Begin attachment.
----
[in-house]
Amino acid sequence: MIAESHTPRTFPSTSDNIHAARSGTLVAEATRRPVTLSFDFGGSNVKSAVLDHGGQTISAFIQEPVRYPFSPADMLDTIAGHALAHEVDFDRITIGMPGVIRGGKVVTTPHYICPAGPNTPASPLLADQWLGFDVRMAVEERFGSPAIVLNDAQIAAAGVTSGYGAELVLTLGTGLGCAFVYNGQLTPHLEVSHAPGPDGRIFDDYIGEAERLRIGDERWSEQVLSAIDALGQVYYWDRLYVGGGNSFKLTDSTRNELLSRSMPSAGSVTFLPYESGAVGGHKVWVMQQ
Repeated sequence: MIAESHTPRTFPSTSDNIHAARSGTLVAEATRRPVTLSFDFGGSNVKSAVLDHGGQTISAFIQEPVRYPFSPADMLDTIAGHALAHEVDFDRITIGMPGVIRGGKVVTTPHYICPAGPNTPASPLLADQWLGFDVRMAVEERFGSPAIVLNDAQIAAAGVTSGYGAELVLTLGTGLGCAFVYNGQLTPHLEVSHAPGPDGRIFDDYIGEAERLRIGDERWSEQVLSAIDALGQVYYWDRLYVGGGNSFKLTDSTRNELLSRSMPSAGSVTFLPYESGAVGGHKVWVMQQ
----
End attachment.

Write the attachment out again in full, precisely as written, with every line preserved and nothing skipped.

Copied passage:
[in-house]
Amino acid sequence: MIAESHTPRTFPSTSDNIHAARSGTLVAEATRRPVTLSFDFGGSNVKSAVLDHGGQTISAFIQEPVRYPFSPADMLDTIAGHALAHEVDFDRITIGMPGVIRGGKVVTTPHYICPAGPNTPASPLLADQWLGFDVRMAVEERFGSPAIVLNDAQIAAAGVTSGYGAELVLTLGTGLGCAFVYNGQLTPHLEVSHAPGPDGRIFDDYIGEAERLRIGDERWSEQVLSAIDALGQVYYWDRLYVGGGNSFKLTDSTRNELLSRSMPSAGSVTFLPYESGAVGGHKVWVMQQ
Repeated sequence: MIAESHTPRTFPSTSDNIHAARSGTLVAEATRRPVTLSFDFGGSNVKSAVLDHGGQTISAFIQEPVRYPFSPADMLDTIAGHALAHEVDFDRITIGMPGVIRGGKVVTTPHYICPAGPNTPASPLLADQWLGFDVRMAVEERFGSPAIVLNDAQIAAAGVTSGYGAELVLTLGTGLGCAFVYNGQLTPHLEVSHAPGPDGRIFDDYIGEAERLRIGDERWSEQVLSAIDALGQVYYWDRLYVGGGNSFKLTDSTRNELLSRSMPSAGSVTFLPYESGAVGGHKVWVMQQ